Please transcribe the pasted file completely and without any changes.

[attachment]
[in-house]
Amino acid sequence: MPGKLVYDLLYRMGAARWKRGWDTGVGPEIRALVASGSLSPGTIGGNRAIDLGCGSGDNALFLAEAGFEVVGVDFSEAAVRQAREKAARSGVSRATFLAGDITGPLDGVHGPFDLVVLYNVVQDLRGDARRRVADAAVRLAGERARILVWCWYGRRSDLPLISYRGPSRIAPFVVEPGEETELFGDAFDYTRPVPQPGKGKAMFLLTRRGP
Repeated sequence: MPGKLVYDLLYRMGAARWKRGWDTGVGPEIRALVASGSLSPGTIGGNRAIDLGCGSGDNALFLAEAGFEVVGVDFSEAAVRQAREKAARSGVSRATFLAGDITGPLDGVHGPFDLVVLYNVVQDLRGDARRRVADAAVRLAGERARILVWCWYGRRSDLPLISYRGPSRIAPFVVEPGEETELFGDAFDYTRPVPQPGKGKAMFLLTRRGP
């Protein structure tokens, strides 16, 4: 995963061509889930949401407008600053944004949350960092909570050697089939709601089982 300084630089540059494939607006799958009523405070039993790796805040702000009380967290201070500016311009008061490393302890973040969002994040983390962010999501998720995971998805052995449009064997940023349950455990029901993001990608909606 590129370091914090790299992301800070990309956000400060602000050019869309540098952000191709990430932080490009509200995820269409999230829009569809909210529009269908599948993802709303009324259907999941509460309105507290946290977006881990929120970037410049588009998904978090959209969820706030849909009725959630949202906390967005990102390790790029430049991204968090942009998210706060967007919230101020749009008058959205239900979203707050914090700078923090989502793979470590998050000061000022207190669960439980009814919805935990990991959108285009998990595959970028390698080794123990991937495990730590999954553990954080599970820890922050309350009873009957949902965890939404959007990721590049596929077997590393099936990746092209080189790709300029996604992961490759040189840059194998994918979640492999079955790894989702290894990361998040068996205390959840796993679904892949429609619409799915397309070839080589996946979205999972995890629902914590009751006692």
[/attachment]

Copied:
[in-house]
Amino acid sequence: MPGKLVYDLLYRMGAARWKRGWDTGVGPEIRALVASGSLSPGTIGGNRAIDLGCGSGDNALFLAEAGFEVVGVDFSEAAVRQAREKAARSGVSRATFLAGDITGPLDGVHGPFDLVVLYNVVQDLRGDARRRVADAAVRLAGERARILVWCWYGRRSDLPLISYRGPSRIAPFVVEPGEETELFGDAFDYTRPVPQPGKGKAMFLLTRRGP
Repeated sequence: MPGKLVYDLLYRMGAARWKRGWDTGVGPEIRALVASGSLSPGTIGGNRAIDLGCGSGDNALFLAEAGFEVVGVDFSEAAVRQAREKAARSGVSRATFLAGDITGPLDGVHGPFDLVVLYNVVQDLRGDARRRVADAAVRLAGERARILVWCWYGRRSDLPLISYRGPSRIAPFVVEPGEETELFGDAFDYTRPVPQPGKGKAMFLLTRRGP
């Protein structure tokens, strides 16, 4: 995963061509889930949401407008600053944004949350960092909570050697089939709601089982 300084630089540059494939607006799958009523405070039993790796805040702000009380967290201070500016311009008061490393302890973040969002994040983390962010999501998720995971998805052995449009064997940023349950455990029901993001990608909606 590129370091914090790299992301800070990309956000400060602000050019869309540098952000191709990430932080490009509200995820269409999230829009569809909210529009269908599948993802709303009324259907999941509460309105507290946290977006881990929120970037410049588009998904978090959209969820706030849909009725959630949202906390967005990102390790790029430049991204968090942009998210706060967007919230101020749009008058959205239900979203707050914090700078923090989502793979470590998050000061000022207190669960439980009814919805935990990991959108285009998990595959970028390698080794123990991937495990730590999954553990954080599970820890922050309350009873009957949902965890939404959007990721590049596929077997590393099936990746092209080189790709300029996604992961490759040189840059194998994918979640492999079955790894989702290894990361998040068996205390959840796993679904892949429609619409799915397309070839080589996946979205999972995890629902914590009751006692």